Editorial: Dignity and duplicity on London Bridge



Graham Ogilvy

The appalling murders of Jack Merritt and Saskia Jones in a terrorist attack have shocked millions. Two young graduates had their lives snuffed out while volunteering to help the less fortunate rehabilitate themselves.

In the agony of their grief, Jack Merritt’s family, sensing the media and political reaction that was to follow, summoned up the strength to issue a statement of immense dignity.

They said: “We know Jack would not want this terrible, isolated incident to be used as a pretext by the government for introducing even more draconian sentences on prisoners, or for detaining people in prison for longer than necessary.”

And they added of the young lawyer: “Jack lived his principles; he believed in redemption and rehabilitation, not revenge.”

The family’s statement was a recognition that there are no simple solutions to complex problems.

It is a truth which, like so many others, has eluded Mr Boris Johnson who with depressing predictability sought to blame ‘lefties’ and resorted to the usual ‘lock ‘em up and throw away the key’, knee-jerk grandstanding.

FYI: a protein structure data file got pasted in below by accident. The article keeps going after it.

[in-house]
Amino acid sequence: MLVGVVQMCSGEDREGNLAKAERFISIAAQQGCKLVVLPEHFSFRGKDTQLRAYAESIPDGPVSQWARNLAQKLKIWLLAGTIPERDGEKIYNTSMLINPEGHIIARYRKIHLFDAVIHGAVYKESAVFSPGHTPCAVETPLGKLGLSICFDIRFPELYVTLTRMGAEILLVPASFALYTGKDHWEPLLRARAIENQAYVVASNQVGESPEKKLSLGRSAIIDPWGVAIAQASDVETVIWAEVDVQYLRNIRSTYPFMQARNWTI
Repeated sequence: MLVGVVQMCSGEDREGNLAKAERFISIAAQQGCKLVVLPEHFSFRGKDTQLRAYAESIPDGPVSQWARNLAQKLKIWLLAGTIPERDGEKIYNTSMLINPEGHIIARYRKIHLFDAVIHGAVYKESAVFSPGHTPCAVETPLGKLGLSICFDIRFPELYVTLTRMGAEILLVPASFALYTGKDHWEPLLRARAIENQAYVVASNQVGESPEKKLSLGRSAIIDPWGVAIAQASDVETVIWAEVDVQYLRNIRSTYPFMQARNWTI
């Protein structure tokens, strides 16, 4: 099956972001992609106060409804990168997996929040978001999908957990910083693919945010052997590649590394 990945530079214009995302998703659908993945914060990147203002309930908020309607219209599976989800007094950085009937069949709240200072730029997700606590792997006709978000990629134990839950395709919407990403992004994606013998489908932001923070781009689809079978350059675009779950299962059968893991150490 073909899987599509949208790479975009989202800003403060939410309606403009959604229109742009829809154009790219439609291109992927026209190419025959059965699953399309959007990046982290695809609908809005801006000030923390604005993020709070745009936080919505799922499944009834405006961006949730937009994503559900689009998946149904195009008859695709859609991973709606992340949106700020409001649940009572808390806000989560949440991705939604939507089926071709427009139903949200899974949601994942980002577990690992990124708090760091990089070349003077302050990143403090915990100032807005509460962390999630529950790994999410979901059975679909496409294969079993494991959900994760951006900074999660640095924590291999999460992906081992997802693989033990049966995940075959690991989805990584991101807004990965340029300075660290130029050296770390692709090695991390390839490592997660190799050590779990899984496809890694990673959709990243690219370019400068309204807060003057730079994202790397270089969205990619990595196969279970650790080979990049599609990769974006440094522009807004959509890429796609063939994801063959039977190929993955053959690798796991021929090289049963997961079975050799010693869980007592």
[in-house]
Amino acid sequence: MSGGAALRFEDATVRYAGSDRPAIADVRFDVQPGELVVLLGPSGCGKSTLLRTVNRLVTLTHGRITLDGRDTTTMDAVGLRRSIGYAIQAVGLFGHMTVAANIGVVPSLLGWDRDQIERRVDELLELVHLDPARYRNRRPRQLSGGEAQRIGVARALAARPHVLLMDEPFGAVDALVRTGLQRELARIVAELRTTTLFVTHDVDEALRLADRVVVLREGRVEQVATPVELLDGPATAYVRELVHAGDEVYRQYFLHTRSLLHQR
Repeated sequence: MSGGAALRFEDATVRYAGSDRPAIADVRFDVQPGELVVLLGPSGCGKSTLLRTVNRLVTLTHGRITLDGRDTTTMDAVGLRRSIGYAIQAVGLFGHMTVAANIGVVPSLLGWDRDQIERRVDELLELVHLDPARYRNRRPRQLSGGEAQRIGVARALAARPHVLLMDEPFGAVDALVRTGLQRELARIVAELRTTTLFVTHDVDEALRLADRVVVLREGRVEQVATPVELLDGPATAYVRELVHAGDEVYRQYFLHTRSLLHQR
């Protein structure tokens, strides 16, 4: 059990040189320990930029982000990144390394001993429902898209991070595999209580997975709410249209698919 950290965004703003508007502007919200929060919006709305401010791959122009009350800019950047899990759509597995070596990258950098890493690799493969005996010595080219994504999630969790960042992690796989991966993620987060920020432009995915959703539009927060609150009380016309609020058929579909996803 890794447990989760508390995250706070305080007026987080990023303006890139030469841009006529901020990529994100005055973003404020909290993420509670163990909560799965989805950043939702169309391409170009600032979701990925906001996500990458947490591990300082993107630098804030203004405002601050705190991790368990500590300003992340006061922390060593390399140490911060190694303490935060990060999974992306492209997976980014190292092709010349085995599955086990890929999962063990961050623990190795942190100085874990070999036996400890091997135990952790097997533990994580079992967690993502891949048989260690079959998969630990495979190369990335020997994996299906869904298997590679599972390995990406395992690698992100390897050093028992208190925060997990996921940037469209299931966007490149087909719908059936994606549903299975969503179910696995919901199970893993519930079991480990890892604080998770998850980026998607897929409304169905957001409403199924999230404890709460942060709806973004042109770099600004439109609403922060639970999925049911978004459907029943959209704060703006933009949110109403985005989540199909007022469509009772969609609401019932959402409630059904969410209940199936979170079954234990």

In a subsequent attempt to apply a veneer of sophistication and understanding to his utterances, Johnson saw fit to copy and paste sections of analysis by the Secret Barrister onto his Twitter feed.

The former Attorney General, Mr Dominic Grieve, a man not given to unprincipled hyperbole, has described his former cabinet colleague as “a pathological liar”, so it is probably fair to conclude that Johnson’s plagiarism of the Secret Barrister’s writings is one of the less egregious examples of his well-known mendacity.

The attitude of Johnson and his right-wing populist supporters in the media to judges, courts and inconvenient parliamentary rules is well-known and tucked away on page 48 of the Conservative manifesto is an ominous paragraph: “After Brexit we also need to look at the broader aspects of our constitution: the relationship between the government, parliament and the courts.”

Given the behaviour of Johnson’s allies in Poland, Hungary and the United States, we should be concerned.

Finally, in the tragic events of last Friday, there were some glimmers of hope that Jack Merritt would have been cheered by.

Among the heroes of London Bridge were a former prisoner working for the Prison Reform Trust and a convicted murderer training for freedom who took a fire extinguisher to the knife-wielding maniac. And then there was the Polish chef who was stabbed five times while wielding a narwhal tusk against the terrorist and Mohammed the kitchen porter who helped isolate the attacker and went back to washing his dishes after it was all over.

Could there ever be more inconvenient heroes for Johnson and his xenophobic entourage?

Graham Ogilvy

Tags: Editorial



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